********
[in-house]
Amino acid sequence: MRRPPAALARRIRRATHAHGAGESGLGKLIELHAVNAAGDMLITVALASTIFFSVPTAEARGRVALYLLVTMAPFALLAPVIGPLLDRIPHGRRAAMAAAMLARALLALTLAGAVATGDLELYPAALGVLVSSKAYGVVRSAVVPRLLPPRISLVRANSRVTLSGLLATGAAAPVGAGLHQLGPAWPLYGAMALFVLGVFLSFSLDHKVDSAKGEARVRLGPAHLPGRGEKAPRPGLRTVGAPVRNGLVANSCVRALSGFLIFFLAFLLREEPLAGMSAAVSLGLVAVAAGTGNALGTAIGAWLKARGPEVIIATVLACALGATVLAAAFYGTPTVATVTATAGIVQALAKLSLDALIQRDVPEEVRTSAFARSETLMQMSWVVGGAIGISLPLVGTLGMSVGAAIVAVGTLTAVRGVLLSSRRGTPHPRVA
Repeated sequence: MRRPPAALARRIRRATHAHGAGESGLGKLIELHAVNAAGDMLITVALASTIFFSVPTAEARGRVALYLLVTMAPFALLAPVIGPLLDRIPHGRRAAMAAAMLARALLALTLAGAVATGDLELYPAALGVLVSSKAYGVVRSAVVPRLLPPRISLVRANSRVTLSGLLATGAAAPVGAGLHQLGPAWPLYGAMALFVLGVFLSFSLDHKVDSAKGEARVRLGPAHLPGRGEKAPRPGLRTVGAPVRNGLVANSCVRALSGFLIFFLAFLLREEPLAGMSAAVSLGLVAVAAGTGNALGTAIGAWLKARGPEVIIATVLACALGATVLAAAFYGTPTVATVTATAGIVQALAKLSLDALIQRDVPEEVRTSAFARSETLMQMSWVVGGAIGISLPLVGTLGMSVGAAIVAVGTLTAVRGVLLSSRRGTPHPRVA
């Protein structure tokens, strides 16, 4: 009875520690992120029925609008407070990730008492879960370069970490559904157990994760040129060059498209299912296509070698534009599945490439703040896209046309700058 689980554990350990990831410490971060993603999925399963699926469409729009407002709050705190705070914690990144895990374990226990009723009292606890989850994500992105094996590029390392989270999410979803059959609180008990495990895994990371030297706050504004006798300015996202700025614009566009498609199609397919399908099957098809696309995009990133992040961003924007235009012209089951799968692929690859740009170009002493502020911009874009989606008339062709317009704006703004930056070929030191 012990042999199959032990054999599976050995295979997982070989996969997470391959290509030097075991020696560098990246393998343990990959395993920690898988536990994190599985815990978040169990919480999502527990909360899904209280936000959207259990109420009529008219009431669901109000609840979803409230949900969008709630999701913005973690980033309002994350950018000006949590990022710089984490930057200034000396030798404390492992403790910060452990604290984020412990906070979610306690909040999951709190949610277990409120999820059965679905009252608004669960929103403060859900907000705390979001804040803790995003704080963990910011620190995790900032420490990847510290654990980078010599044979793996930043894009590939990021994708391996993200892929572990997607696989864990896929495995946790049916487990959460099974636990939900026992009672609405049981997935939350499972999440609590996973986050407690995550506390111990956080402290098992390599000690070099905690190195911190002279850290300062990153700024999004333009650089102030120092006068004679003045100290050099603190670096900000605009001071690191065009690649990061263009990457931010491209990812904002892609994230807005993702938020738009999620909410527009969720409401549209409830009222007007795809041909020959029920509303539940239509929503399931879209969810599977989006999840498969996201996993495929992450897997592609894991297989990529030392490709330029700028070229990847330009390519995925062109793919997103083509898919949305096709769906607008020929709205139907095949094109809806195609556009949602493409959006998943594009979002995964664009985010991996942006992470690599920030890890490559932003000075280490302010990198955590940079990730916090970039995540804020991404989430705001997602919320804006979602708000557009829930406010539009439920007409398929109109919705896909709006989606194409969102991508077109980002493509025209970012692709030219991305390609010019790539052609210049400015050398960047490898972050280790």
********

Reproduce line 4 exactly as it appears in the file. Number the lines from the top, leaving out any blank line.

């Protein structure tokens, strides 16, 4: 009875520690992120029925609008407070990730008492879960370069970490559904157990994760040129060059498209299912296509070698534009599945490439703040896209046309700058 689980554990350990990831410490971060993603999925399963699926469409729009407002709050705190705070914690990144895990374990226990009723009292606890989850994500992105094996590029390392989270999410979803059959609180008990495990895994990371030297706050504004006798300015996202700025614009566009498609199609397919399908099957098809696309995009990133992040961003924007235009012209089951799968692929690859740009170009002493502020911009874009989606008339062709317009704006703004930056070929030191 012990042999199959032990054999599976050995295979997982070989996969997470391959290509030097075991020696560098990246393998343990990959395993920690898988536990994190599985815990978040169990919480999502527990909360899904209280936000959207259990109420009529008219009431669901109000609840979803409230949900969008709630999701913005973690980033309002994350950018000006949590990022710089984490930057200034000396030798404390492992403790910060452990604290984020412990906070979610306690909040999951709190949610277990409120999820059965679905009252608004669960929103403060859900907000705390979001804040803790995003704080963990910011620190995790900032420490990847510290654990980078010599044979793996930043894009590939990021994708391996993200892929572990997607696989864990896929495995946790049916487990959460099974636990939900026992009672609405049981997935939350499972999440609590996973986050407690995550506390111990956080402290098992390599000690070099905690190195911190002279850290300062990153700024999004333009650089102030120092006068004679003045100290050099603190670096900000605009001071690191065009690649990061263009990457931010491209990812904002892609994230807005993702938020738009999620909410527009969720409401549209409830009222007007795809041909020959029920509303539940239509929503399931879209969810599977989006999840498969996201996993495929992450897997592609894991297989990529030392490709330029700028070229990847330009390519995925062109793919997103083509898919949305096709769906607008020929709205139907095949094109809806195609556009949602493409959006998943594009979002995964664009985010991996942006992470690599920030890890490559932003000075280490302010990198955590940079990730916090970039995540804020991404989430705001997602919320804006979602708000557009829930406010539009439920007409398929109109919705896909709006989606194409969102991508077109980002493509025209970012692709030219991305390609010019790539052609210049400015050398960047490898972050280790």